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Stanley Kubrick

Stanley Kubrick
1940s self-portrait with a Leica III camera during the time Kubrick worked for Look.
From the book Drama and Shadows.
Personal information
Birth dateJuly 26, 1928
Place of birthManhattan, New York City, United States
Date of deathMarch 7, 1999(age 70)
Death placeHarpenden, Hertfordshire, England, United Kingdom
OccupationFilm director, film producer, screenwriter, cinematographer, film editor
Years active1951 � 1999
Influenced byMax Ophüls, Sergei Eisenstein, Fritz Lang, G.W. Pabst, Vsevolod Pudovkin, Orson Welles
InfluencedMartin Scorsese, Steven Spielberg, James Cameron, Woody Allen, Terry Gilliam, Ridley Scott, Christopher Nolan, David Fincher, Guillermo del Toro, David Lynch, Lars von Trier, Michael Mann, George A. Romero, Coen brothers, Quentin Tarantino, Gaspar Noé, Michael Moore, Tim Burton, P.T. Anderson, Darren Aronofsky, Matt Groening
SpouseToba Etta Metz (1948 � 1951; divorced)
Ruth Sobotka (1954 � 1957; divorced)
Christiane Harlan (1958 � 1999; his death)

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Stanley Kubrick (July 26, 1928 � March 7, 1999) was an American film director, writer, producer, and photographer who lived in England during most of the last four decades of his career. Kubrick was noted for the scrupulous care with which he chose his subjects, his slow method of working, the variety of genres he worked in, his technical perfectionism, his reluctance to talk about his films, and his reclusiveness regarding his personal life. He maintained almost complete artistic control, making movies according to his own whims and time constraints, but with the rare advantage of big-studio financial support for all his endeavors.

Kubrick's films are characterized by a formal visual style and meticulous attention to detail. His later films often have elements of surrealism and expressionism that eschews structured linear narrative. His films are repeatedly described as slow and methodical, and are often perceived as a reflection of his obsessive and perfectionist nature. A recurring theme in his films is man's inhumanity to man. While often viewed as expressing an ironic pessimism, a few critics feel his films contain a cautious optimism when viewed more carefully.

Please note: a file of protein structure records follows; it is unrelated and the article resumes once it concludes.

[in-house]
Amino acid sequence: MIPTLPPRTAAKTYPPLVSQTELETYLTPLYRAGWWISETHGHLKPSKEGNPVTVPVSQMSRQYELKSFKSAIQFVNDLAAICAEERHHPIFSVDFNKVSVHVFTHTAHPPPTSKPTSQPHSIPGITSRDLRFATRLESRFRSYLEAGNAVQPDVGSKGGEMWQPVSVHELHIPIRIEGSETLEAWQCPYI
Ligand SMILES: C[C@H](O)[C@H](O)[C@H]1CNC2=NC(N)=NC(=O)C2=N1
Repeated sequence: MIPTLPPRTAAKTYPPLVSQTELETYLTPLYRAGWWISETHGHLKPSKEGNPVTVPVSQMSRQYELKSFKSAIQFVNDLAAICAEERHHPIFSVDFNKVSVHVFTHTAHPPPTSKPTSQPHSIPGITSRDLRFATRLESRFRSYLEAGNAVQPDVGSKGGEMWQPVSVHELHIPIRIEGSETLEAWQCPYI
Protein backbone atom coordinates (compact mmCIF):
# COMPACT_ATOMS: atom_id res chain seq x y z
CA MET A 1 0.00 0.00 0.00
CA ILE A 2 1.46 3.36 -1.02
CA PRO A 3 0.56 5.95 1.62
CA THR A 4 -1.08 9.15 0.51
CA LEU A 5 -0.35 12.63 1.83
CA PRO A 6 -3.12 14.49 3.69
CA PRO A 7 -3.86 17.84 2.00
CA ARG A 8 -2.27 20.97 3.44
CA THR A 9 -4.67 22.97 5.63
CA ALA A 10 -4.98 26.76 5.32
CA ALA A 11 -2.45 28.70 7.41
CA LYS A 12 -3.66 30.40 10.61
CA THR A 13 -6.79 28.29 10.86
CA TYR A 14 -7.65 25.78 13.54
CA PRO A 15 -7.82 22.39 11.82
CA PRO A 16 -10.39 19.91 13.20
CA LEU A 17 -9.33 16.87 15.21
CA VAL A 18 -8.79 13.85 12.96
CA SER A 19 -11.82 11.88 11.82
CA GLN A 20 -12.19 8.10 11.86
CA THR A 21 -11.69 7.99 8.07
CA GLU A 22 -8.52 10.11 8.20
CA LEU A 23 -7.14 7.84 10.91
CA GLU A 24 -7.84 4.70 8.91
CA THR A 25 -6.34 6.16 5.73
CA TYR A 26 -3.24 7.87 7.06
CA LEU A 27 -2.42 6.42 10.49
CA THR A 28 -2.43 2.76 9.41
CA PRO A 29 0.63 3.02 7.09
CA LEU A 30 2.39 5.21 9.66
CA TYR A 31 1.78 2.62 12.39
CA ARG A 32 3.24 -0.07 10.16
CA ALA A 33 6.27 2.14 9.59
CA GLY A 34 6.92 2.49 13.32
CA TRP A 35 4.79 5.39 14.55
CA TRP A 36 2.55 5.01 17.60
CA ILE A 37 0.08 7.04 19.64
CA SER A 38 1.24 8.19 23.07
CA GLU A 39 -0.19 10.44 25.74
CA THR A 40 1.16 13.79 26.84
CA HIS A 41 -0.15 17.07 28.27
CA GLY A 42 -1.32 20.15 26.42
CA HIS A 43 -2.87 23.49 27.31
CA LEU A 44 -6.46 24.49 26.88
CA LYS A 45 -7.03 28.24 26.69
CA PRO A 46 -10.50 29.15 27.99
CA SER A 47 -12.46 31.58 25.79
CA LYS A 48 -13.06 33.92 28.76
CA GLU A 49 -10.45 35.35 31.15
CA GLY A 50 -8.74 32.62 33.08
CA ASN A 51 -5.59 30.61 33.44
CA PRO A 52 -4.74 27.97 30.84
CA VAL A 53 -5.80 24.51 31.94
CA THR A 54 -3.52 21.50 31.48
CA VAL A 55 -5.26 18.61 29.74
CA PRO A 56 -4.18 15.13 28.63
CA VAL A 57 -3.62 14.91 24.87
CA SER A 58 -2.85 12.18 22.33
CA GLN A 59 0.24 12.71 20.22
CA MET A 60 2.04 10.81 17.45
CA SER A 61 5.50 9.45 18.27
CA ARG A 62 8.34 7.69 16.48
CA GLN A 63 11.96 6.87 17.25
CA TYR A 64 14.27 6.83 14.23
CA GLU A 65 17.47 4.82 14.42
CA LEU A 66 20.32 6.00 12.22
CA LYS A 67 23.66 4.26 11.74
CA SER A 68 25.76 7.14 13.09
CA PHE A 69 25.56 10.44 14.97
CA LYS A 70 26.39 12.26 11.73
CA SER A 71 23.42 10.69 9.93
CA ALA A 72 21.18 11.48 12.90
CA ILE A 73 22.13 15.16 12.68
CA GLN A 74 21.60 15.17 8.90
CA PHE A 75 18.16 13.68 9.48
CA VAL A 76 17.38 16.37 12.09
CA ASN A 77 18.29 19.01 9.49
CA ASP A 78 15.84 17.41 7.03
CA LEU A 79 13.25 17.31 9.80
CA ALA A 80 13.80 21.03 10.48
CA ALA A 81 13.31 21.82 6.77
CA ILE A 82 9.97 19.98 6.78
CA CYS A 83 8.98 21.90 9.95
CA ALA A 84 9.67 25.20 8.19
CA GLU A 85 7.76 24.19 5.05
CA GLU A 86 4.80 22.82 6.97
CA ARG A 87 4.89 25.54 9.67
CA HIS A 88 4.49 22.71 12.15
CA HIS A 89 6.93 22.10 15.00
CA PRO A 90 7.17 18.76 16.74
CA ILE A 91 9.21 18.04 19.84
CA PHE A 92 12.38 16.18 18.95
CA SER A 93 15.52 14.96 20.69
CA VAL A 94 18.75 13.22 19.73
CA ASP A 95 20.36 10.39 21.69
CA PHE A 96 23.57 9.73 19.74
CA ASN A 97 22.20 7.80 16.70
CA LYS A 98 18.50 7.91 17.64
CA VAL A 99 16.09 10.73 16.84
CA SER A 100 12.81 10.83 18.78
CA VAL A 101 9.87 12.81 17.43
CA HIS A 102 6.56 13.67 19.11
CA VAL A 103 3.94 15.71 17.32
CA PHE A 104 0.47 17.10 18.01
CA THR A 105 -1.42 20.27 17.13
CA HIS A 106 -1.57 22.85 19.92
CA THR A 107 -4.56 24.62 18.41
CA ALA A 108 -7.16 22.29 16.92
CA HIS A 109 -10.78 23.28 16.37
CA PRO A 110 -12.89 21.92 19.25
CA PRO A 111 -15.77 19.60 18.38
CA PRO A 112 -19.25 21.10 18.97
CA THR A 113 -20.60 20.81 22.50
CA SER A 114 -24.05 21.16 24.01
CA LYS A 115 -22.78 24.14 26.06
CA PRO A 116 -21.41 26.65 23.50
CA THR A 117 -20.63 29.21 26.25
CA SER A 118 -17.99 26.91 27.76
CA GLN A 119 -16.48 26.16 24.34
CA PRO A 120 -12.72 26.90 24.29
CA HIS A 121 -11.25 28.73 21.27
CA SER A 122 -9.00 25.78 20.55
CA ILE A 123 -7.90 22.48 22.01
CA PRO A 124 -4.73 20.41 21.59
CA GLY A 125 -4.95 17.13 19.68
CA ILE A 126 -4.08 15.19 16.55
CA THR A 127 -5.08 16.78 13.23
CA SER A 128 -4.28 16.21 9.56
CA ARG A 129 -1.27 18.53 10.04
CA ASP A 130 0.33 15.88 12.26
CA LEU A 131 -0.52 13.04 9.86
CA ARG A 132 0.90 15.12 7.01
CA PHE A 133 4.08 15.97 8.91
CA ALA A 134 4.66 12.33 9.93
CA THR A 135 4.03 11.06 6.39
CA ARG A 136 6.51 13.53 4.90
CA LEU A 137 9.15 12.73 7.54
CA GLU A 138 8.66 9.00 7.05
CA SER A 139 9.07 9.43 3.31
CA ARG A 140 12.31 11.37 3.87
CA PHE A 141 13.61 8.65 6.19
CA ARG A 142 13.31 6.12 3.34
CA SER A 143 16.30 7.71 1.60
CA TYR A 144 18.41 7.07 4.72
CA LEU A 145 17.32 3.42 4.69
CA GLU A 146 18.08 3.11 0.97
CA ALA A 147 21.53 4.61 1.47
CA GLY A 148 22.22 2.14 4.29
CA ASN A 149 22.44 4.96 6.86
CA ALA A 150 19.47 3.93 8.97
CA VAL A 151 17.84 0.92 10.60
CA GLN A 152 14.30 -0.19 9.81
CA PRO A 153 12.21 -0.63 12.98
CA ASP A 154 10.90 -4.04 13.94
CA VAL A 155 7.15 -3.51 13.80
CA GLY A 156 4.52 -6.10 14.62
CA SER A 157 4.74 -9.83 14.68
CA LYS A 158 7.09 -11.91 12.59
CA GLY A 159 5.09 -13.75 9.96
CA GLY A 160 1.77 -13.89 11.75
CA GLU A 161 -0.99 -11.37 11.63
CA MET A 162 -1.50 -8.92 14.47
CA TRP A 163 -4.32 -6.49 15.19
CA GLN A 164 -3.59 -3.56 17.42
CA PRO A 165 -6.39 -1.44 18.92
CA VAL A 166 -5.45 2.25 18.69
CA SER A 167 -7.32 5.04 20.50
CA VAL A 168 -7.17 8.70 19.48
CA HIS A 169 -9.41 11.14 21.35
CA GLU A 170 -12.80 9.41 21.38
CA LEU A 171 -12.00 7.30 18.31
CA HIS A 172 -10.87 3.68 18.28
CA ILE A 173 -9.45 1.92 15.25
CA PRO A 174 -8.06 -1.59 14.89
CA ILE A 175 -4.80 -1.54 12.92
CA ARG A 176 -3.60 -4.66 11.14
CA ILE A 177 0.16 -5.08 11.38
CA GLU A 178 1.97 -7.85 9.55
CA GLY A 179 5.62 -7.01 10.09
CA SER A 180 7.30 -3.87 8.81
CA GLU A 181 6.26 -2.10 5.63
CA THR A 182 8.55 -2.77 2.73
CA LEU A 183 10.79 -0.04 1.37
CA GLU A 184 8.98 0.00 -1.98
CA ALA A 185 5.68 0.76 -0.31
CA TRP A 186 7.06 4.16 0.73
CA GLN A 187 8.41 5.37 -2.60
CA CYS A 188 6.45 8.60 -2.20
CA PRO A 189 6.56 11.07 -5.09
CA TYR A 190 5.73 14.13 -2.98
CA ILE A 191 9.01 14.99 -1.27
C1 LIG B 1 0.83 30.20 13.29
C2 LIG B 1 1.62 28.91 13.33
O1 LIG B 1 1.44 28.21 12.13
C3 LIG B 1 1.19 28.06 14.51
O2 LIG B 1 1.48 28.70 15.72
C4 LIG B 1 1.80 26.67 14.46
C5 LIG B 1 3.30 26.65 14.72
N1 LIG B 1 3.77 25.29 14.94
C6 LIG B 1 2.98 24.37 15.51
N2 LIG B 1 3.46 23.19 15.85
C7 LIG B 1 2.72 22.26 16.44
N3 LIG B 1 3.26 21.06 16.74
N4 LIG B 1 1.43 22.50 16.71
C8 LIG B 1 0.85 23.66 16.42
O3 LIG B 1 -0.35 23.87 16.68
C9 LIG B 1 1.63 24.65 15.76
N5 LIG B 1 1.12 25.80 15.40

The film that first brought him attention to many critics was Paths of Glory, the first of three films of his about the dehumanizing effects of war. Many of his films at first got a lukewarm reception, only to be years later acclaimed as masterpieces that had a seminal influence on many later generations of film-makers. Considered especially groundbreaking was 2001: A Space Odyssey noted for being both one of the most scientifically realistic and visually innovative science-fiction films ever made while maintaining an enigmatic non-linear storyline. He voluntarily withdrew his film A Clockwork Orange from Great Britain, after it was accused of inspiring copycat crimes which in turn resulted in threats against Kubrick's family. His films were largely successful at the box-office, although Barry Lyndon performed poorly in the United States. Both living authors Anthony Burgess (over time) and Stephen King (immediately) were unhappy with Kubrick's adaptations of their novels A Clockwork Orange and The Shining respectively, and both authors were engaged with subsequent stage or TV adaptations. All of Kubrick's films from the mid-1950s to his death except for The Shining were nominated for Oscars, Golden Globes, or BAFTAs. Although he was nominated for an Academy Award as a screenwriter and director on several occasions, his only personal win was for the special effects in 2001: A Space Odyssey.

Even though all of his films, apart from the first two, were adapted from novels or short stories, his works have been described by Jason Ankeny and others as "original and visionary". Although some critics, notably Andrew Sarris and Pauline Kael, frequently disparaged Kubrick's work, Ankeny describes Kubrick as one of the most "universally acclaimed and influential directors of the postwar era" with a "standing unique among the filmmakers of his day."

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